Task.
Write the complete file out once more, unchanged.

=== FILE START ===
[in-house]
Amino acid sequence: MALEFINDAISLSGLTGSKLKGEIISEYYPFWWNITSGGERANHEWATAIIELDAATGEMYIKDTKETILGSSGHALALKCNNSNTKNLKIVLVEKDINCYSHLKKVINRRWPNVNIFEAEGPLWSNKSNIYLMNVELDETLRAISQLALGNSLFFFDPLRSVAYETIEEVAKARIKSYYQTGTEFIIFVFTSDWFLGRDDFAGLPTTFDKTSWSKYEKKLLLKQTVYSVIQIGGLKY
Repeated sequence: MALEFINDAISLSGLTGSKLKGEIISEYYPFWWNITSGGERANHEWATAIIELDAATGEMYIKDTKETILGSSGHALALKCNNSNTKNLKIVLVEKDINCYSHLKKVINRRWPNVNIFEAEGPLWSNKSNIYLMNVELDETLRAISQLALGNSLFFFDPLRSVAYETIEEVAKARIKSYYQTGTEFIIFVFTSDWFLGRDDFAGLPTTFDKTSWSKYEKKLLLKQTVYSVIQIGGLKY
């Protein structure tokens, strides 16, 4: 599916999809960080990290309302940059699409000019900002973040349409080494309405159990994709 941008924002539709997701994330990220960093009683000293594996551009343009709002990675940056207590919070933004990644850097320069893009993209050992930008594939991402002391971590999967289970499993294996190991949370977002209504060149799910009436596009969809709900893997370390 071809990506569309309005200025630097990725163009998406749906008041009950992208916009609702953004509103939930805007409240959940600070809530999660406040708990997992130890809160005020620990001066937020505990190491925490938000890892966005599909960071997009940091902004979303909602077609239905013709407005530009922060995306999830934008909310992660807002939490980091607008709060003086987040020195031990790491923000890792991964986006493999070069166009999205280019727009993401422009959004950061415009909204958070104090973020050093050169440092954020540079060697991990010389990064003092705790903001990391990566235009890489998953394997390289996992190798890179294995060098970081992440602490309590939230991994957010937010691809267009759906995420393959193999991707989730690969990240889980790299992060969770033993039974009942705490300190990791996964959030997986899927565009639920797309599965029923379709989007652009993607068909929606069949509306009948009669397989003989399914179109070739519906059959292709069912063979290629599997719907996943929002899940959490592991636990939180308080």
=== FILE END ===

[in-house]
Amino acid sequence: MALEFINDAISLSGLTGSKLKGEIISEYYPFWWNITSGGERANHEWATAIIELDAATGEMYIKDTKETILGSSGHALALKCNNSNTKNLKIVLVEKDINCYSHLKKVINRRWPNVNIFEAEGPLWSNKSNIYLMNVELDETLRAISQLALGNSLFFFDPLRSVAYETIEEVAKARIKSYYQTGTEFIIFVFTSDWFLGRDDFAGLPTTFDKTSWSKYEKKLLLKQTVYSVIQIGGLKY
Repeated sequence: MALEFINDAISLSGLTGSKLKGEIISEYYPFWWNITSGGERANHEWATAIIELDAATGEMYIKDTKETILGSSGHALALKCNNSNTKNLKIVLVEKDINCYSHLKKVINRRWPNVNIFEAEGPLWSNKSNIYLMNVELDETLRAISQLALGNSLFFFDPLRSVAYETIEEVAKARIKSYYQTGTEFIIFVFTSDWFLGRDDFAGLPTTFDKTSWSKYEKKLLLKQTVYSVIQIGGLKY
């Protein structure tokens, strides 16, 4: 599916999809960080990290309302940059699409000019900002973040349409080494309405159990994709 941008924002539709997701994330990220960093009683000293594996551009343009709002990675940056207590919070933004990644850097320069893009993209050992930008594939991402002391971590999967289970499993294996190991949370977002209504060149799910009436596009969809709900893997370390 071809990506569309309005200025630097990725163009998406749906008041009950992208916009609702953004509103939930805007409240959940600070809530999660406040708990997992130890809160005020620990001066937020505990190491925490938000890892966005599909960071997009940091902004979303909602077609239905013709407005530009922060995306999830934008909310992660807002939490980091607008709060003086987040020195031990790491923000890792991964986006493999070069166009999205280019727009993401422009959004950061415009909204958070104090973020050093050169440092954020540079060697991990010389990064003092705790903001990391990566235009890489998953394997390289996992190798890179294995060098970081992440602490309590939230991994957010937010691809267009759906995420393959193999991707989730690969990240889980790299992060969770033993039974009942705490300190990791996964959030997986899927565009639920797309599965029923379709989007652009993607068909929606069949509306009948009669397989003989399914179109070739519906059959292709069912063979290629599997719907996943929002899940959490592991636990939180308080």